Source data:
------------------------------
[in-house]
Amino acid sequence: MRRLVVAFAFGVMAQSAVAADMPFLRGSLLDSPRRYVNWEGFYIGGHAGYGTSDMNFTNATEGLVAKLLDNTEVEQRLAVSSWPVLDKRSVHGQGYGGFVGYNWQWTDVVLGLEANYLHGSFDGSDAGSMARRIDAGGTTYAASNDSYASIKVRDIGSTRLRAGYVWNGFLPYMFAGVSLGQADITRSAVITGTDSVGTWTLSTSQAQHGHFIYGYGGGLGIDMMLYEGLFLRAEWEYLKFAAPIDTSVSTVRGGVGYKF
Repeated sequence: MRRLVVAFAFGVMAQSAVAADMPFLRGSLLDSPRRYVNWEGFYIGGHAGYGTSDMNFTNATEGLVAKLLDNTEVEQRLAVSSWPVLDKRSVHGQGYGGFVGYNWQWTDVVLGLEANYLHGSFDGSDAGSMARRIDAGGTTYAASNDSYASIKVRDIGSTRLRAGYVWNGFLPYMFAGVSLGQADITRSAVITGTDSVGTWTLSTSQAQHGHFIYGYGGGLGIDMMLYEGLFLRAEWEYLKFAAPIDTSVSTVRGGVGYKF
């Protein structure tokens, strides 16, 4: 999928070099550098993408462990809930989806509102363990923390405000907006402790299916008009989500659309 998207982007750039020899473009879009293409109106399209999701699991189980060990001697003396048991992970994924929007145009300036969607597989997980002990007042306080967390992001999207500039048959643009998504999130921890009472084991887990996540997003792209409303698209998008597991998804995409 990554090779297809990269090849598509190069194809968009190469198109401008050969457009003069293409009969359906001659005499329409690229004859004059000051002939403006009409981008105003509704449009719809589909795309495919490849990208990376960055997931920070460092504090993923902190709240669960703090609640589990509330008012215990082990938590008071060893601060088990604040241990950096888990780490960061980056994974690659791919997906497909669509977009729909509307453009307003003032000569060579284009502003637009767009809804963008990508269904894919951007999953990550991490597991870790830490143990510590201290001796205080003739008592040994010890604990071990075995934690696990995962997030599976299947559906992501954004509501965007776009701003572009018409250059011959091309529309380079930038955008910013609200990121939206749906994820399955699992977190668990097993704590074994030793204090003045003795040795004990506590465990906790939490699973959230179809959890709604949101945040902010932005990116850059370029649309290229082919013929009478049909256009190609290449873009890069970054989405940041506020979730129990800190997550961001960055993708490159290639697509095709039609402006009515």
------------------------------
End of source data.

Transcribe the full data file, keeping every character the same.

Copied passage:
[in-house]
Amino acid sequence: MRRLVVAFAFGVMAQSAVAADMPFLRGSLLDSPRRYVNWEGFYIGGHAGYGTSDMNFTNATEGLVAKLLDNTEVEQRLAVSSWPVLDKRSVHGQGYGGFVGYNWQWTDVVLGLEANYLHGSFDGSDAGSMARRIDAGGTTYAASNDSYASIKVRDIGSTRLRAGYVWNGFLPYMFAGVSLGQADITRSAVITGTDSVGTWTLSTSQAQHGHFIYGYGGGLGIDMMLYEGLFLRAEWEYLKFAAPIDTSVSTVRGGVGYKF
Repeated sequence: MRRLVVAFAFGVMAQSAVAADMPFLRGSLLDSPRRYVNWEGFYIGGHAGYGTSDMNFTNATEGLVAKLLDNTEVEQRLAVSSWPVLDKRSVHGQGYGGFVGYNWQWTDVVLGLEANYLHGSFDGSDAGSMARRIDAGGTTYAASNDSYASIKVRDIGSTRLRAGYVWNGFLPYMFAGVSLGQADITRSAVITGTDSVGTWTLSTSQAQHGHFIYGYGGGLGIDMMLYEGLFLRAEWEYLKFAAPIDTSVSTVRGGVGYKF
């Protein structure tokens, strides 16, 4: 999928070099550098993408462990809930989806509102363990923390405000907006402790299916008009989500659309 998207982007750039020899473009879009293409109106399209999701699991189980060990001697003396048991992970994924929007145009300036969607597989997980002990007042306080967390992001999207500039048959643009998504999130921890009472084991887990996540997003792209409303698209998008597991998804995409 990554090779297809990269090849598509190069194809968009190469198109401008050969457009003069293409009969359906001659005499329409690229004859004059000051002939403006009409981008105003509704449009719809589909795309495919490849990208990376960055997931920070460092504090993923902190709240669960703090609640589990509330008012215990082990938590008071060893601060088990604040241990950096888990780490960061980056994974690659791919997906497909669509977009729909509307453009307003003032000569060579284009502003637009767009809804963008990508269904894919951007999953990550991490597991870790830490143990510590201290001796205080003739008592040994010890604990071990075995934690696990995962997030599976299947559906992501954004509501965007776009701003572009018409250059011959091309529309380079930038955008910013609200990121939206749906994820399955699992977190668990097993704590074994030793204090003045003795040795004990506590465990906790939490699973959230179809959890709604949101945040902010932005990116850059370029649309290229082919013929009478049909256009190609290449873009890069970054989405940041506020979730129990800190997550961001960055993708490159290639697509095709039609402006009515």